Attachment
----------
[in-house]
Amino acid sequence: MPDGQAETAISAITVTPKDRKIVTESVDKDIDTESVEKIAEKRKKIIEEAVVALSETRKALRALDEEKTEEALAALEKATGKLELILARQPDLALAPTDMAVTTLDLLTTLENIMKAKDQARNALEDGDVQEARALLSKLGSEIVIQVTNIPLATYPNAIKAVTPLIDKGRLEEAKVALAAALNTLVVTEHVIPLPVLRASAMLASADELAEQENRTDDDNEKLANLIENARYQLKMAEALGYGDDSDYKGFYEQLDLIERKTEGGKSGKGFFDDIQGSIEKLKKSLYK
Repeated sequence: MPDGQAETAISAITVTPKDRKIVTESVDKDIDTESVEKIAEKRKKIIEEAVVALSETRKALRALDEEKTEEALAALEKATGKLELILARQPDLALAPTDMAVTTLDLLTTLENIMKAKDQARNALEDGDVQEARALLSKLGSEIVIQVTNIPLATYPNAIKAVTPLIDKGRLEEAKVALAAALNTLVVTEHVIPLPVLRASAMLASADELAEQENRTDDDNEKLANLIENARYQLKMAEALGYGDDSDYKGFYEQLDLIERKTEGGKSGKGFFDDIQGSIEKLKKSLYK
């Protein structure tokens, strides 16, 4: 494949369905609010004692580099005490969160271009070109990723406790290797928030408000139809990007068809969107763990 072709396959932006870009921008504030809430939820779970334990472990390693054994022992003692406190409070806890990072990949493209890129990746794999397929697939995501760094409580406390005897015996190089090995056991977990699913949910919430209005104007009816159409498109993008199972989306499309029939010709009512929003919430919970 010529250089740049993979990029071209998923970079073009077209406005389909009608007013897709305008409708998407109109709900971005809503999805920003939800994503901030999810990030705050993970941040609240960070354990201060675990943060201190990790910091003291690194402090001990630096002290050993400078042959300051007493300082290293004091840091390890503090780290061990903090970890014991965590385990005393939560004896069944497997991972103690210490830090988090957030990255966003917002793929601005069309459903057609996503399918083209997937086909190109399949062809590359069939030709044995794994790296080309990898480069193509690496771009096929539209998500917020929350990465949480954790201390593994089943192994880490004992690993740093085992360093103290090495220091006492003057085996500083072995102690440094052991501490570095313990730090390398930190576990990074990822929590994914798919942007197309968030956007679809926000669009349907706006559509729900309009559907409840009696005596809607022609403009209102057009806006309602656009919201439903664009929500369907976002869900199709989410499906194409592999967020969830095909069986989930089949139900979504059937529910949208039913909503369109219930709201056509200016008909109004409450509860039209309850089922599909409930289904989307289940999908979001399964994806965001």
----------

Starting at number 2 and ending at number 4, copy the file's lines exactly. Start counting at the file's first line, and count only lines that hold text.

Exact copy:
Amino acid sequence: MPDGQAETAISAITVTPKDRKIVTESVDKDIDTESVEKIAEKRKKIIEEAVVALSETRKALRALDEEKTEEALAALEKATGKLELILARQPDLALAPTDMAVTTLDLLTTLENIMKAKDQARNALEDGDVQEARALLSKLGSEIVIQVTNIPLATYPNAIKAVTPLIDKGRLEEAKVALAAALNTLVVTEHVIPLPVLRASAMLASADELAEQENRTDDDNEKLANLIENARYQLKMAEALGYGDDSDYKGFYEQLDLIERKTEGGKSGKGFFDDIQGSIEKLKKSLYK
Repeated sequence: MPDGQAETAISAITVTPKDRKIVTESVDKDIDTESVEKIAEKRKKIIEEAVVALSETRKALRALDEEKTEEALAALEKATGKLELILARQPDLALAPTDMAVTTLDLLTTLENIMKAKDQARNALEDGDVQEARALLSKLGSEIVIQVTNIPLATYPNAIKAVTPLIDKGRLEEAKVALAAALNTLVVTEHVIPLPVLRASAMLASADELAEQENRTDDDNEKLANLIENARYQLKMAEALGYGDDSDYKGFYEQLDLIERKTEGGKSGKGFFDDIQGSIEKLKKSLYK
């Protein structure tokens, strides 16, 4: 494949369905609010004692580099005490969160271009070109990723406790290797928030408000139809990007068809969107763990 072709396959932006870009921008504030809430939820779970334990472990390693054994022992003692406190409070806890990072990949493209890129990746794999397929697939995501760094409580406390005897015996190089090995056991977990699913949910919430209005104007009816159409498109993008199972989306499309029939010709009512929003919430919970 010529250089740049993979990029071209998923970079073009077209406005389909009608007013897709305008409708998407109109709900971005809503999805920003939800994503901030999810990030705050993970941040609240960070354990201060675990943060201190990790910091003291690194402090001990630096002290050993400078042959300051007493300082290293004091840091390890503090780290061990903090970890014991965590385990005393939560004896069944497997991972103690210490830090988090957030990255966003917002793929601005069309459903057609996503399918083209997937086909190109399949062809590359069939030709044995794994790296080309990898480069193509690496771009096929539209998500917020929350990465949480954790201390593994089943192994880490004992690993740093085992360093103290090495220091006492003057085996500083072995102690440094052991501490570095313990730090390398930190576990990074990822929590994914798919942007197309968030956007679809926000669009349907706006559509729900309009559907409840009696005596809607022609403009209102057009806006309602656009919201439903664009929500369907976002869900199709989410499906194409592999967020969830095909069986989930089949139900979504059937529910949208039913909503369109219930709201056509200016008909109004409450509860039209309850089922599909409930289904989307289940999908979001399964994806965001």